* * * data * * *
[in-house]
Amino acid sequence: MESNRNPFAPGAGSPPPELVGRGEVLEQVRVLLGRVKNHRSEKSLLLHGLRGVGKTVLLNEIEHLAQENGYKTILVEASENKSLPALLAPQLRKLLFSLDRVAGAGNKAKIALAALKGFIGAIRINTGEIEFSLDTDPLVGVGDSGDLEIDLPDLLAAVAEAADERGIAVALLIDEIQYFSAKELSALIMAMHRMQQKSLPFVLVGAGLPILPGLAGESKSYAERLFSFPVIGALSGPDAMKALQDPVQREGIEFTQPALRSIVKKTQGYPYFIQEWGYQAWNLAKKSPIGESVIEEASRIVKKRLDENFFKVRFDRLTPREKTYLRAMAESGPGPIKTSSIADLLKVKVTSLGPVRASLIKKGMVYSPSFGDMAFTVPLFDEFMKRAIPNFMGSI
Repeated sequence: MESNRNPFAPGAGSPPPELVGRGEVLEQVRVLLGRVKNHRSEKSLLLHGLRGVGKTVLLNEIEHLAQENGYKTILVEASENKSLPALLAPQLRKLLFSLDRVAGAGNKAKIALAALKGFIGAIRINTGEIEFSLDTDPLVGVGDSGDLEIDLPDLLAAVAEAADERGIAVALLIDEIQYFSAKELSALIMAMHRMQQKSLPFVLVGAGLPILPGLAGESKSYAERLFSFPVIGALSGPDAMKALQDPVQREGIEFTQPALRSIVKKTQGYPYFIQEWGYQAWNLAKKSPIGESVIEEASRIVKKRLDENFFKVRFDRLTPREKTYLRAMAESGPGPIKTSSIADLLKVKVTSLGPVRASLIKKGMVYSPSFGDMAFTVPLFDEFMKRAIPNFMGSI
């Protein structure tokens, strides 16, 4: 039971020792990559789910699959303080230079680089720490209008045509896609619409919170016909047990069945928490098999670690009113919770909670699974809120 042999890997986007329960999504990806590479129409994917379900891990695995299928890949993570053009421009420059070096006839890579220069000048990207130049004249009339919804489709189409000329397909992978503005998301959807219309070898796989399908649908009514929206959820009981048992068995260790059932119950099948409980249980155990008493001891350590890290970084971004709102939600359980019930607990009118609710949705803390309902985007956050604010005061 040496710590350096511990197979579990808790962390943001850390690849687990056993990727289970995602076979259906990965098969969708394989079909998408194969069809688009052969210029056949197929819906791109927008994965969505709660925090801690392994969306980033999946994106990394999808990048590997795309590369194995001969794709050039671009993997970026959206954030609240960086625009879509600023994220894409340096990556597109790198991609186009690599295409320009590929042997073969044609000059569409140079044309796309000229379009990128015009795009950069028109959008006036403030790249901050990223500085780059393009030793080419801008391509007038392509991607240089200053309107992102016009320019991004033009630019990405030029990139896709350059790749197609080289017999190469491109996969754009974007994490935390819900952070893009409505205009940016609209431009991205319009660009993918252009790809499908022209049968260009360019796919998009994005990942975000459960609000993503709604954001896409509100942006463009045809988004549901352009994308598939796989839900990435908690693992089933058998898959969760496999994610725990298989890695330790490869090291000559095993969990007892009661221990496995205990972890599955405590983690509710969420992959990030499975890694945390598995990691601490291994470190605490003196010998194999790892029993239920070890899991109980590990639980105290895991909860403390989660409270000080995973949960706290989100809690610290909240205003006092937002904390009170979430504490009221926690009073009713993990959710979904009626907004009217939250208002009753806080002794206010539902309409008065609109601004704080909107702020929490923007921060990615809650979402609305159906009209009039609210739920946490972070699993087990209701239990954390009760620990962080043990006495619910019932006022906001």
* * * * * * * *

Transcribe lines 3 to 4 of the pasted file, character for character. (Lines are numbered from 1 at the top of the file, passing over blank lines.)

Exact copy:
Repeated sequence: MESNRNPFAPGAGSPPPELVGRGEVLEQVRVLLGRVKNHRSEKSLLLHGLRGVGKTVLLNEIEHLAQENGYKTILVEASENKSLPALLAPQLRKLLFSLDRVAGAGNKAKIALAALKGFIGAIRINTGEIEFSLDTDPLVGVGDSGDLEIDLPDLLAAVAEAADERGIAVALLIDEIQYFSAKELSALIMAMHRMQQKSLPFVLVGAGLPILPGLAGESKSYAERLFSFPVIGALSGPDAMKALQDPVQREGIEFTQPALRSIVKKTQGYPYFIQEWGYQAWNLAKKSPIGESVIEEASRIVKKRLDENFFKVRFDRLTPREKTYLRAMAESGPGPIKTSSIADLLKVKVTSLGPVRASLIKKGMVYSPSFGDMAFTVPLFDEFMKRAIPNFMGSI
């Protein structure tokens, strides 16, 4: 039971020792990559789910699959303080230079680089720490209008045509896609619409919170016909047990069945928490098999670690009113919770909670699974809120 042999890997986007329960999504990806590479129409994917379900891990695995299928890949993570053009421009420059070096006839890579220069000048990207130049004249009339919804489709189409000329397909992978503005998301959807219309070898796989399908649908009514929206959820009981048992068995260790059932119950099948409980249980155990008493001891350590890290970084971004709102939600359980019930607990009118609710949705803390309902985007956050604010005061 040496710590350096511990197979579990808790962390943001850390690849687990056993990727289970995602076979259906990965098969969708394989079909998408194969069809688009052969210029056949197929819906791109927008994965969505709660925090801690392994969306980033999946994106990394999808990048590997795309590369194995001969794709050039671009993997970026959206954030609240960086625009879509600023994220894409340096990556597109790198991609186009690599295409320009590929042997073969044609000059569409140079044309796309000229379009990128015009795009950069028109959008006036403030790249901050990223500085780059393009030793080419801008391509007038392509991607240089200053309107992102016009320019991004033009630019990405030029990139896709350059790749197609080289017999190469491109996969754009974007994490935390819900952070893009409505205009940016609209431009991205319009660009993918252009790809499908022209049968260009360019796919998009994005990942975000459960609000993503709604954001896409509100942006463009045809988004549901352009994308598939796989839900990435908690693992089933058998898959969760496999994610725990298989890695330790490869090291000559095993969990007892009661221990496995205990972890599955405590983690509710969420992959990030499975890694945390598995990691601490291994470190605490003196010998194999790892029993239920070890899991109980590990639980105290895991909860403390989660409270000080995973949960706290989100809690610290909240205003006092937002904390009170979430504490009221926690009073009713993990959710979904009626907004009217939250208002009753806080002794206010539902309409008065609109601004704080909107702020929490923007921060990615809650979402609305159906009209009039609210739920946490972070699993087990209701239990954390009760620990962080043990006495619910019932006022906001």